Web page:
What does the autumn statement mean for childcare?

Chancellor George Osborne yesterday released his Autumn Statement outlining the government’s spending plans for the coming four years. But how will this affect childcare?

1. Tax Credits will stay the same, as the planned cuts were discarded

The £4.4bn planned cuts in tax credits were abandoned as government announced the taper rate (the rate at which benefits are reduced as each pound of a person’s income goes above the income threshold) and threshold rates for working tax credits and child tax credits will remain the same.

2. Eligibility restrictions around working hours and earnings brackets for free childcare will be introduced from 2017

The government has announced that its pledge to provide 30 hours of free childcare for three and four-year-olds in 2017 will be restricted to parents working more than 16 hours a week. George Osborne also announced plans to lower the upper income limit from £150,00 to £100,000.

3. Changes to Tax Free Childcare

The government will lower the upper income limit per parent from £150,000 to £100,000 and increase the minimum income level per parent from the equivalent of 8 hours to 16 hours at the national living wage. This will mean that working parents earning between £100,000-£150,000 that would previously have benefited from Tax Free Childcare, will now be better off with the existing childcare voucher scheme.

Iain McMath, CEO of Sodexo Benefits and Rewards Services and member of the Childcare Voucher Providers Association, comments on the latest update from the Chancellor:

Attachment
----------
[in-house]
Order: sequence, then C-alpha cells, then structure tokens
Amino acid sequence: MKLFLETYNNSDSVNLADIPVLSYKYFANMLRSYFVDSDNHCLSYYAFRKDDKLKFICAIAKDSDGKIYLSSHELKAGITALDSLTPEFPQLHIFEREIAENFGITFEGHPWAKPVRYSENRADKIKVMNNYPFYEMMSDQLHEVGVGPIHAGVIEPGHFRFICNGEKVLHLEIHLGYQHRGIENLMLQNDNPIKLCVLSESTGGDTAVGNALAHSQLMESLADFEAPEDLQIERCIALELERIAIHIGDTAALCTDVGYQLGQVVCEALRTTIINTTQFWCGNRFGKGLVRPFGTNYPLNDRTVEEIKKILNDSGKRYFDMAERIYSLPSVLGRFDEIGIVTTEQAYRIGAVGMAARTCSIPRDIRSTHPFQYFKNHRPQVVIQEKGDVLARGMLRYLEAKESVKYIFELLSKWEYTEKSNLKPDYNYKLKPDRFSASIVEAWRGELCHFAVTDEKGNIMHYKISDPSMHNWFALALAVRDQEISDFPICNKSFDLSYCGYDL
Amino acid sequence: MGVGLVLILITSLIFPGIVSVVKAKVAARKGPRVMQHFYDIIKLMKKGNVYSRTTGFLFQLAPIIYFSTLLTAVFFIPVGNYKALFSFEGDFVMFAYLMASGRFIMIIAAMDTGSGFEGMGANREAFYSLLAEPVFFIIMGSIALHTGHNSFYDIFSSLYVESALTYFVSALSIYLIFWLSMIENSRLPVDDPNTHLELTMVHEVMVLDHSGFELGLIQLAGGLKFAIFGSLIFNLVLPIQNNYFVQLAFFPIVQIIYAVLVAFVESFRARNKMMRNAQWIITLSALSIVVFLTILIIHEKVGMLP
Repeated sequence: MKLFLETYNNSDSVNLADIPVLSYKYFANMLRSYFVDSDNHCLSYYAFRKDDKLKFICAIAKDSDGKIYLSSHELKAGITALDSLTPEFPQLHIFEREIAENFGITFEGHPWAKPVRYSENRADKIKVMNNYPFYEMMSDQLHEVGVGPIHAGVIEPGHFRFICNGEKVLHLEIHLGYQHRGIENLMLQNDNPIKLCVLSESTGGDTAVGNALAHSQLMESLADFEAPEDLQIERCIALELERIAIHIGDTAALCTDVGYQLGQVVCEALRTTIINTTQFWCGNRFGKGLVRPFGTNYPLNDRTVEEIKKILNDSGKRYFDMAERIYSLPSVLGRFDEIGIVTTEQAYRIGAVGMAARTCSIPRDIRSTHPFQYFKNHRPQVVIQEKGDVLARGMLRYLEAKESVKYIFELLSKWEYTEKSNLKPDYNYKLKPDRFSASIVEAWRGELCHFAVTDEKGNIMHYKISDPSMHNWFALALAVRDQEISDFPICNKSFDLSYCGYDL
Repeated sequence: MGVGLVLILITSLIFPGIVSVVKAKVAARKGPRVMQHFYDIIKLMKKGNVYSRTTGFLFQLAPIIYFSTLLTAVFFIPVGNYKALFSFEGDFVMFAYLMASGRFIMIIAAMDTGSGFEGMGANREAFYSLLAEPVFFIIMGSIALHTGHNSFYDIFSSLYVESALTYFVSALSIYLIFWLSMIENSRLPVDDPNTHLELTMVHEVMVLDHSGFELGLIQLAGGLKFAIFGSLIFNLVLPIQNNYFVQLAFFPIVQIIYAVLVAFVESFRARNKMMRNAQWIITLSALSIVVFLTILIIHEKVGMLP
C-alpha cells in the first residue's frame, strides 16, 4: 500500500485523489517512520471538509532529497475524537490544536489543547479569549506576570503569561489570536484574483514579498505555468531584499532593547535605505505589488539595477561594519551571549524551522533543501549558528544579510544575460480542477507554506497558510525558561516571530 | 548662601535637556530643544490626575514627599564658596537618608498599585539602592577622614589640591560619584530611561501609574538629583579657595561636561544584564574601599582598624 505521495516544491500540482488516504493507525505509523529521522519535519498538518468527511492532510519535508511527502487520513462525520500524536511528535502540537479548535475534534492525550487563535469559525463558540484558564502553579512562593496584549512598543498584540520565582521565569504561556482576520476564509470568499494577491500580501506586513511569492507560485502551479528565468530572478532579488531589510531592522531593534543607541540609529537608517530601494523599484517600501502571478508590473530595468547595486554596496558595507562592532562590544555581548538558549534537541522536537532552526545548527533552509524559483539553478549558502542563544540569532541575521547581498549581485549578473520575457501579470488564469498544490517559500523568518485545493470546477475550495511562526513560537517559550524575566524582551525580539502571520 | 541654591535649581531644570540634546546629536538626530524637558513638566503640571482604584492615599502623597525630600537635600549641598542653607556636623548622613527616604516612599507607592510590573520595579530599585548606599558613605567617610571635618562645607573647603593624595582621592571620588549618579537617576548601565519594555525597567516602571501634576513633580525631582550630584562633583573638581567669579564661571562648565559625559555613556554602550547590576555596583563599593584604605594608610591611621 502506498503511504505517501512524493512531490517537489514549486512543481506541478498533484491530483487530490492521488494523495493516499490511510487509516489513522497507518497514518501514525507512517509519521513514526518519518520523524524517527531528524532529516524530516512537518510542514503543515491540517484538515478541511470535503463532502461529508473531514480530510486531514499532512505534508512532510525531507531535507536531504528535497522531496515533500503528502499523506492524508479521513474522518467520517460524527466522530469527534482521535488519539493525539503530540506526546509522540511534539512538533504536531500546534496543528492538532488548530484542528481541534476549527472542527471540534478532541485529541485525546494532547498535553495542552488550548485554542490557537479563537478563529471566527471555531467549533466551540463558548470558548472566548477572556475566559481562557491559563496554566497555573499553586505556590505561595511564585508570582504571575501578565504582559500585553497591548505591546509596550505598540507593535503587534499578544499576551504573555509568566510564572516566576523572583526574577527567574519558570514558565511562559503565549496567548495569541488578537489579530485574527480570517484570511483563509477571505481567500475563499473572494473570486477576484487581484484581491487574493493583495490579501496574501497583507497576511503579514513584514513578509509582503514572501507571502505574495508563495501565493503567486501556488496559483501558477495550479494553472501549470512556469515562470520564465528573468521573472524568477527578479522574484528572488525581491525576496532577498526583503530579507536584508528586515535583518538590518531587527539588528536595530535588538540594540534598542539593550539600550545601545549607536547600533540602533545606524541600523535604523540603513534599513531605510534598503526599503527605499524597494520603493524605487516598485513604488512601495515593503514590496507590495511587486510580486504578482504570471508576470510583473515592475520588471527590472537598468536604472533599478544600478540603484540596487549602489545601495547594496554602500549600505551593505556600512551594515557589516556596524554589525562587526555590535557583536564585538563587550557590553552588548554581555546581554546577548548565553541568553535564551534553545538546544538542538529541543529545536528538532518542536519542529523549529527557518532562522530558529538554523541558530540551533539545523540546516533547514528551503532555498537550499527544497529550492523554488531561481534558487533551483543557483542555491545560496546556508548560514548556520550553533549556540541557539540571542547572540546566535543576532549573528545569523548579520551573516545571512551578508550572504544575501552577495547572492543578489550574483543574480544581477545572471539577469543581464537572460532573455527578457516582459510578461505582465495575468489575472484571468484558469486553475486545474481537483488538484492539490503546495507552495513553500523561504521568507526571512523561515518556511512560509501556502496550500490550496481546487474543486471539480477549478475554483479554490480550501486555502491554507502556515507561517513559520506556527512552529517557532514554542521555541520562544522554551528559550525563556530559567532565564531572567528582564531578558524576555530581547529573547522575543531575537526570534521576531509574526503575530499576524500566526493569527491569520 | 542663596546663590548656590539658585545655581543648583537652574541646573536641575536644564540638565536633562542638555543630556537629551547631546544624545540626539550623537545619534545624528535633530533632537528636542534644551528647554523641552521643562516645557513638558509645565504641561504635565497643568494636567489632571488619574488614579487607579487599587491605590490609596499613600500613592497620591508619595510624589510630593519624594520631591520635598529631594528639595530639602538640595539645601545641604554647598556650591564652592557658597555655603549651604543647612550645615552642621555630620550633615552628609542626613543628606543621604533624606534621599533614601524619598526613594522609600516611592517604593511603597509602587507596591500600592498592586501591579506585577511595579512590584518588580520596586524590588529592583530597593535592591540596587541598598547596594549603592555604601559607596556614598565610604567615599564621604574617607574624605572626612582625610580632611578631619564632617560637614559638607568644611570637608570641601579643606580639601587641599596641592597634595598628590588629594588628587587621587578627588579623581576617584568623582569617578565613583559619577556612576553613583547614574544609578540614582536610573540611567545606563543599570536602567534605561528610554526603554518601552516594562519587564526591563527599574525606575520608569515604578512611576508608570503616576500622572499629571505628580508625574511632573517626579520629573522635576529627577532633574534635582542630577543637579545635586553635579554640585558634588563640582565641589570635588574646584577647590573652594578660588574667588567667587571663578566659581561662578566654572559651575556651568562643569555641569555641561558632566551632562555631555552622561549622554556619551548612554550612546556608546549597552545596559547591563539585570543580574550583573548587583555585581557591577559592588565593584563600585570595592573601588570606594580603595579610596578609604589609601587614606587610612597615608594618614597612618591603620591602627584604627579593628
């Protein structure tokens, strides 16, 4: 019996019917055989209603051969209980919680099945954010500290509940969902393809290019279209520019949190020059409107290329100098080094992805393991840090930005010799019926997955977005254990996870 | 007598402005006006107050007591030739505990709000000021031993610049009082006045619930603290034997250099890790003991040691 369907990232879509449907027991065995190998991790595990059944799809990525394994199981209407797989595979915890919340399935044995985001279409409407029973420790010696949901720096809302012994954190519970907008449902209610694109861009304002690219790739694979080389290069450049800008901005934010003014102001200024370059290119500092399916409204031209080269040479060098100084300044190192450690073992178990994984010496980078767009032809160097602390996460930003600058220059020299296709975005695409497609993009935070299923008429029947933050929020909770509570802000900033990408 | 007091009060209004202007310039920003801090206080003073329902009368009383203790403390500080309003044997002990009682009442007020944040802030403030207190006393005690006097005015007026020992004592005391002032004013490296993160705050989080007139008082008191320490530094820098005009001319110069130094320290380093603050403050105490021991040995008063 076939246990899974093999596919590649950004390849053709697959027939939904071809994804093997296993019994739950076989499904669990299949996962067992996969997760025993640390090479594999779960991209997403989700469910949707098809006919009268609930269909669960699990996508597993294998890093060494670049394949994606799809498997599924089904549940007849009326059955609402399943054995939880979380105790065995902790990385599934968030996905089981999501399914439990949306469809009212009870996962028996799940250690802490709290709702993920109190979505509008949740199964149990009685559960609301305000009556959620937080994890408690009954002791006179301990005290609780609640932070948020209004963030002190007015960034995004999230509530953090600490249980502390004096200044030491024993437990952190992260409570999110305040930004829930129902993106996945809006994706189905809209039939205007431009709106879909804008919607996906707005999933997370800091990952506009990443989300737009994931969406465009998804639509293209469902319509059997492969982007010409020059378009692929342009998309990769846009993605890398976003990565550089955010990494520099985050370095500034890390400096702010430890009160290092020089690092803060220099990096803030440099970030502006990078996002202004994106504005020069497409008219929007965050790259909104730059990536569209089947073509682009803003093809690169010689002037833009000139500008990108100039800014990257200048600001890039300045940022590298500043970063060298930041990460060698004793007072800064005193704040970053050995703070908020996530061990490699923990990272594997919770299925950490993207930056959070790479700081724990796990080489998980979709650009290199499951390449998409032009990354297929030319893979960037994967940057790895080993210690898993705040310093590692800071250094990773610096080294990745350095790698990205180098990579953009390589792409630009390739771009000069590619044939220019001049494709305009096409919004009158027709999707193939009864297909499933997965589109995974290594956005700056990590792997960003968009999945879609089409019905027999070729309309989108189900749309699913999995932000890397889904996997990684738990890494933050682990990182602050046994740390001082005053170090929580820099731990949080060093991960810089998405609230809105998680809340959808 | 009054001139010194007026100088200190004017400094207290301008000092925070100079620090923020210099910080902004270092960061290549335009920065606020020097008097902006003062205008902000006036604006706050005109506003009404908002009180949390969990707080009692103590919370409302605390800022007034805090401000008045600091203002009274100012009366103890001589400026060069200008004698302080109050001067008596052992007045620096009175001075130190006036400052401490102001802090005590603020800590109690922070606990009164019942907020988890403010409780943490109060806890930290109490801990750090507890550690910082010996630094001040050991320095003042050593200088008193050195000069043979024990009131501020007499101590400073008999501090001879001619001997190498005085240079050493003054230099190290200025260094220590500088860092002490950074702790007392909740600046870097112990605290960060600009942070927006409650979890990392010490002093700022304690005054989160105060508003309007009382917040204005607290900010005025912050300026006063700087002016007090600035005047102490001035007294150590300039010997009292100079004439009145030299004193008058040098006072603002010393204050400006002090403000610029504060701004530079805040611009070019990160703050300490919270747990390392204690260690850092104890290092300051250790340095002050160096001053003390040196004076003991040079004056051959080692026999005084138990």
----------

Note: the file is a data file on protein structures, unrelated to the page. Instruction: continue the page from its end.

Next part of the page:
“It’s great to see the government putting working parents at the forefront of the autumn statement – abandoning the cuts to Tax Credits will no doubt help many working parents throughout the UK who may otherwise have missed out on much needed support. The clarification surrounding the eligibility of free childcare also gives parents the confirmation needed to better plan their childcare costs in the future.

The existing childcare voucher scheme, available through employers, can continue to support working parents with childcare costs, saving them up to £933 per year. In the run up to 2017, and until planned changes have final confirmation, parents should take advantage of the extra support the government currently offers through childcare vouchers, putting them in a better position to choose the best option for their family in the future.”


For more information on the government’s autumn statement and what it means for childcare, please visit >